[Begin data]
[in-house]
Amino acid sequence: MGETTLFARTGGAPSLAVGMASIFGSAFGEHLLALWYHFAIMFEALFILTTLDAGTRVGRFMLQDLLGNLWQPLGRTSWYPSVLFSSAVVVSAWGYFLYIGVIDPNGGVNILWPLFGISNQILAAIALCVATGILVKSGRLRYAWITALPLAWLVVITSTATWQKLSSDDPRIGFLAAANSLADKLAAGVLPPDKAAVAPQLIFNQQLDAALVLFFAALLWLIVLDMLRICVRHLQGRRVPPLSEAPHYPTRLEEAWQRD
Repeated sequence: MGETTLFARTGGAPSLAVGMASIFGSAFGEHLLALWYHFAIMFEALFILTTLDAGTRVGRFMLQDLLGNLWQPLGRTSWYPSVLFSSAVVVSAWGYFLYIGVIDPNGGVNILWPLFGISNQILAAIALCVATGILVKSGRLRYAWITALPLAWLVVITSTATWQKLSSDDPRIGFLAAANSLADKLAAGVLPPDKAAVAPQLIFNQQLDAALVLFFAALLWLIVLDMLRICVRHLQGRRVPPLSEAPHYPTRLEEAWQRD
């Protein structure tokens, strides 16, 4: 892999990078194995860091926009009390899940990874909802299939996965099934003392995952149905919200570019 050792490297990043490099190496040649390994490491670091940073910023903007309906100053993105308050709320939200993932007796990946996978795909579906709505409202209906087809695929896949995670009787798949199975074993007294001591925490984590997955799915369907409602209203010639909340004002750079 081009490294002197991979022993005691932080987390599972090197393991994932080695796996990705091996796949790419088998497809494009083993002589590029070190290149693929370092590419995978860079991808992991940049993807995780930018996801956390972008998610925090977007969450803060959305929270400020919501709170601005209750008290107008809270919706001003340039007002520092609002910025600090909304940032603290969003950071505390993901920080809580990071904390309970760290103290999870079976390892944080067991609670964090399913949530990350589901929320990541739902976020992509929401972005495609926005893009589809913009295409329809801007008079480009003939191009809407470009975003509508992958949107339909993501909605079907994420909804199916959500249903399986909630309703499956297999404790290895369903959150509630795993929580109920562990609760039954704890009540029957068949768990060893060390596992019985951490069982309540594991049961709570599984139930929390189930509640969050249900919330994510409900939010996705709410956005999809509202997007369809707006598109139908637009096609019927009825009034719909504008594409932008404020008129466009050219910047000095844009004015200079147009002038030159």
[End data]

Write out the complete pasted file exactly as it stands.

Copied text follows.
[in-house]
Amino acid sequence: MGETTLFARTGGAPSLAVGMASIFGSAFGEHLLALWYHFAIMFEALFILTTLDAGTRVGRFMLQDLLGNLWQPLGRTSWYPSVLFSSAVVVSAWGYFLYIGVIDPNGGVNILWPLFGISNQILAAIALCVATGILVKSGRLRYAWITALPLAWLVVITSTATWQKLSSDDPRIGFLAAANSLADKLAAGVLPPDKAAVAPQLIFNQQLDAALVLFFAALLWLIVLDMLRICVRHLQGRRVPPLSEAPHYPTRLEEAWQRD
Repeated sequence: MGETTLFARTGGAPSLAVGMASIFGSAFGEHLLALWYHFAIMFEALFILTTLDAGTRVGRFMLQDLLGNLWQPLGRTSWYPSVLFSSAVVVSAWGYFLYIGVIDPNGGVNILWPLFGISNQILAAIALCVATGILVKSGRLRYAWITALPLAWLVVITSTATWQKLSSDDPRIGFLAAANSLADKLAAGVLPPDKAAVAPQLIFNQQLDAALVLFFAALLWLIVLDMLRICVRHLQGRRVPPLSEAPHYPTRLEEAWQRD
């Protein structure tokens, strides 16, 4: 892999990078194995860091926009009390899940990874909802299939996965099934003392995952149905919200570019 050792490297990043490099190496040649390994490491670091940073910023903007309906100053993105308050709320939200993932007796990946996978795909579906709505409202209906087809695929896949995670009787798949199975074993007294001591925490984590997955799915369907409602209203010639909340004002750079 081009490294002197991979022993005691932080987390599972090197393991994932080695796996990705091996796949790419088998497809494009083993002589590029070190290149693929370092590419995978860079991808992991940049993807995780930018996801956390972008998610925090977007969450803060959305929270400020919501709170601005209750008290107008809270919706001003340039007002520092609002910025600090909304940032603290969003950071505390993901920080809580990071904390309970760290103290999870079976390892944080067991609670964090399913949530990350589901929320990541739902976020992509929401972005495609926005893009589809913009295409329809801007008079480009003939191009809407470009975003509508992958949107339909993501909605079907994420909804199916959500249903399986909630309703499956297999404790290895369903959150509630795993929580109920562990609760039954704890009540029957068949768990060893060390596992019985951490069982309540594991049961709570599984139930929390189930509640969050249900919330994510409900939010996705709410956005999809509202997007369809707006598109139908637009096609019927009825009034719909504008594409932008404020008129466009050219910047000095844009004015200079147009002038030159």